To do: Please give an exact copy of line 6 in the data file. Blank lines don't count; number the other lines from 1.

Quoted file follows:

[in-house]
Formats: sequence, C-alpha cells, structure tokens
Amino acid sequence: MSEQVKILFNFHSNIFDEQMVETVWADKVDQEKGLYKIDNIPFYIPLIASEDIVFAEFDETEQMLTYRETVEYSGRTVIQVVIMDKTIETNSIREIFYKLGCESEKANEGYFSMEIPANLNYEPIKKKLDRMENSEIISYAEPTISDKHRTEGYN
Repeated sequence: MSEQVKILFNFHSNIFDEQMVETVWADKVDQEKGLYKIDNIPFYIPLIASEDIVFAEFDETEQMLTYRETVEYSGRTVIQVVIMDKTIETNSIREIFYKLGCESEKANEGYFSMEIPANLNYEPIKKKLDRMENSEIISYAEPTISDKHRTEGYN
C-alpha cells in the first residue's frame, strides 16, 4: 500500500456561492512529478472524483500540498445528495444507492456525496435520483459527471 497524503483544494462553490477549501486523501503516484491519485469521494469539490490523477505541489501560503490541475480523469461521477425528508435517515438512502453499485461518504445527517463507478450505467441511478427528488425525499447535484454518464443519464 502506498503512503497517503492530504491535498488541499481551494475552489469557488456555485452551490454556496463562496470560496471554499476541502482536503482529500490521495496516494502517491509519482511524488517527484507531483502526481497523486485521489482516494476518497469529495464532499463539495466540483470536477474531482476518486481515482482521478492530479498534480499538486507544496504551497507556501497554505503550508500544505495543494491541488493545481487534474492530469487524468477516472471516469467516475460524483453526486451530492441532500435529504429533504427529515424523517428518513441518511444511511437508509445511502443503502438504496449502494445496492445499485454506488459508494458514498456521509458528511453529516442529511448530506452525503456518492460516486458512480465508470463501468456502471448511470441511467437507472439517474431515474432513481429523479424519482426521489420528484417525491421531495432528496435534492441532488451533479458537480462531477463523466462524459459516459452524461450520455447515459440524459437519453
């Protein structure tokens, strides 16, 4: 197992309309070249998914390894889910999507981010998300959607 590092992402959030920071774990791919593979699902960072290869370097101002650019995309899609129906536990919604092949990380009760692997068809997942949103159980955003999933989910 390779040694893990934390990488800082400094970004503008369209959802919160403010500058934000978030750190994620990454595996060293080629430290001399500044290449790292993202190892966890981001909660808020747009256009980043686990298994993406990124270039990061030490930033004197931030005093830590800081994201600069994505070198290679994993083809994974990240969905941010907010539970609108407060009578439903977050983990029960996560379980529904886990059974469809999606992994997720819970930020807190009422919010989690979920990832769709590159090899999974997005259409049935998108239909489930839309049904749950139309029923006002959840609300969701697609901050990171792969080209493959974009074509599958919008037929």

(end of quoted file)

């Protein structure tokens, strides 16, 4: 197992309309070249998914390894889910999507981010998300959607 590092992402959030920071774990791919593979699902960072290869370097101002650019995309899609129906536990919604092949990380009760692997068809997942949103159980955003999933989910 390779040694893990934390990488800082400094970004503008369209959802919160403010500058934000978030750190994620990454595996060293080629430290001399500044290449790292993202190892966890981001909660808020747009256009980043686990298994993406990124270039990061030490930033004197931030005093830590800081994201600069994505070198290679994993083809994974990240969905941010907010539970609108407060009578439903977050983990029960996560379980529904886990059974469809999606992994997720819970930020807190009422919010989690979920990832769709590159090899999974997005259409049935998108239909489930839309049904749950139309029923006002959840609300969701697609901050990171792969080209493959974009074509599958919008037929």